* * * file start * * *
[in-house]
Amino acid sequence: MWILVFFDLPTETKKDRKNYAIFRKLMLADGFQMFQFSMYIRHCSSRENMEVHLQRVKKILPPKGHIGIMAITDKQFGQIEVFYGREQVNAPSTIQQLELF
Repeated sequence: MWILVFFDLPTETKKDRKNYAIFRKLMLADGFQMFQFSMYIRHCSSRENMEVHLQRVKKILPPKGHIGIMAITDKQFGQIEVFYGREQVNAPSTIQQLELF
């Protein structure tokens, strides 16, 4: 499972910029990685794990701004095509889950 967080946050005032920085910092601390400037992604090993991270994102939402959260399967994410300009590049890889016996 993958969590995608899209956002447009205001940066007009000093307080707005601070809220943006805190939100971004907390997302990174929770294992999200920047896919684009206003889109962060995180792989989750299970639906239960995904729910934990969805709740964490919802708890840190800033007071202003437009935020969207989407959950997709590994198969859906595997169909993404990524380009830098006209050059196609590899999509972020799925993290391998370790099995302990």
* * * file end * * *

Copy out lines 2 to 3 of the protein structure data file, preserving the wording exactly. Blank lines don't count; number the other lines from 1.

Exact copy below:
Amino acid sequence: MWILVFFDLPTETKKDRKNYAIFRKLMLADGFQMFQFSMYIRHCSSRENMEVHLQRVKKILPPKGHIGIMAITDKQFGQIEVFYGREQVNAPSTIQQLELF
Repeated sequence: MWILVFFDLPTETKKDRKNYAIFRKLMLADGFQMFQFSMYIRHCSSRENMEVHLQRVKKILPPKGHIGIMAITDKQFGQIEVFYGREQVNAPSTIQQLELF